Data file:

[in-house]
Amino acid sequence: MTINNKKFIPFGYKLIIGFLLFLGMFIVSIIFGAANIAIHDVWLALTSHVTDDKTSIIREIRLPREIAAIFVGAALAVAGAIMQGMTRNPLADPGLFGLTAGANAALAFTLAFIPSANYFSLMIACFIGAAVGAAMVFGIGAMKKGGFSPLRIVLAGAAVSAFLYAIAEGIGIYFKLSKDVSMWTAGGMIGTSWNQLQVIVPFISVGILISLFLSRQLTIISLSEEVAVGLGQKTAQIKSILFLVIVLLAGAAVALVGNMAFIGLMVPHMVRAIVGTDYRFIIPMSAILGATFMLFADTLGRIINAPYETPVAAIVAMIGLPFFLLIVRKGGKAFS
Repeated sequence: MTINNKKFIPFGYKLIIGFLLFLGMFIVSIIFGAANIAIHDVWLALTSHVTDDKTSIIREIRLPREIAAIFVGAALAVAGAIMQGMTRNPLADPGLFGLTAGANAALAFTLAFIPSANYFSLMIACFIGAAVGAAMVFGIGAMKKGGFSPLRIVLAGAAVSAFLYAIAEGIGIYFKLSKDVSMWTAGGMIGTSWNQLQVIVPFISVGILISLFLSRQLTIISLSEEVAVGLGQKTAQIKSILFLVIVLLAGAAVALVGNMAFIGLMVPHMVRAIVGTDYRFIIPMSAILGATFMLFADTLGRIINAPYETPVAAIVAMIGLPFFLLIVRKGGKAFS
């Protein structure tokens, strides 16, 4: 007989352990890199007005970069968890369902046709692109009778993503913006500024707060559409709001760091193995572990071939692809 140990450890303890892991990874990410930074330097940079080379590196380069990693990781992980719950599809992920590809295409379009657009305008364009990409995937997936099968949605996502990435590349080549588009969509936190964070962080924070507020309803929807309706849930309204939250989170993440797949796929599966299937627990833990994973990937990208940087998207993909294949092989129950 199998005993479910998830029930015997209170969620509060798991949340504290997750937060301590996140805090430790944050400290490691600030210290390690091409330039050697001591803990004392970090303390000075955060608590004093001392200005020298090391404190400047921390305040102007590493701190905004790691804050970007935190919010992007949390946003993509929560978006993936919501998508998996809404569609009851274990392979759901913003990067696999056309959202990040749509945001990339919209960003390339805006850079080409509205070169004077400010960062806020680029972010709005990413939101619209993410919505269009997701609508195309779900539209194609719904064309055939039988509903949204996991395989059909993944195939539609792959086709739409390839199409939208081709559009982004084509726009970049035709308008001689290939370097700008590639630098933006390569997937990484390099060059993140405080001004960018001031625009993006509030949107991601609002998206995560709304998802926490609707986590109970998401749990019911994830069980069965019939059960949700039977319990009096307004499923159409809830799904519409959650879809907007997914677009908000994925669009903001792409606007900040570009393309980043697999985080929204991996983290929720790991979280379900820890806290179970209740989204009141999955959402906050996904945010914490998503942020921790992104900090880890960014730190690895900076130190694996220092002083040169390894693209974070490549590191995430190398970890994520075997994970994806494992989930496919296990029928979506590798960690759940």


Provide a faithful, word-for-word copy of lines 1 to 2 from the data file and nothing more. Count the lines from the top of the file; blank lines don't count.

[in-house]
Amino acid sequence: MTINNKKFIPFGYKLIIGFLLFLGMFIVSIIFGAANIAIHDVWLALTSHVTDDKTSIIREIRLPREIAAIFVGAALAVAGAIMQGMTRNPLADPGLFGLTAGANAALAFTLAFIPSANYFSLMIACFIGAAVGAAMVFGIGAMKKGGFSPLRIVLAGAAVSAFLYAIAEGIGIYFKLSKDVSMWTAGGMIGTSWNQLQVIVPFISVGILISLFLSRQLTIISLSEEVAVGLGQKTAQIKSILFLVIVLLAGAAVALVGNMAFIGLMVPHMVRAIVGTDYRFIIPMSAILGATFMLFADTLGRIINAPYETPVAAIVAMIGLPFFLLIVRKGGKAFS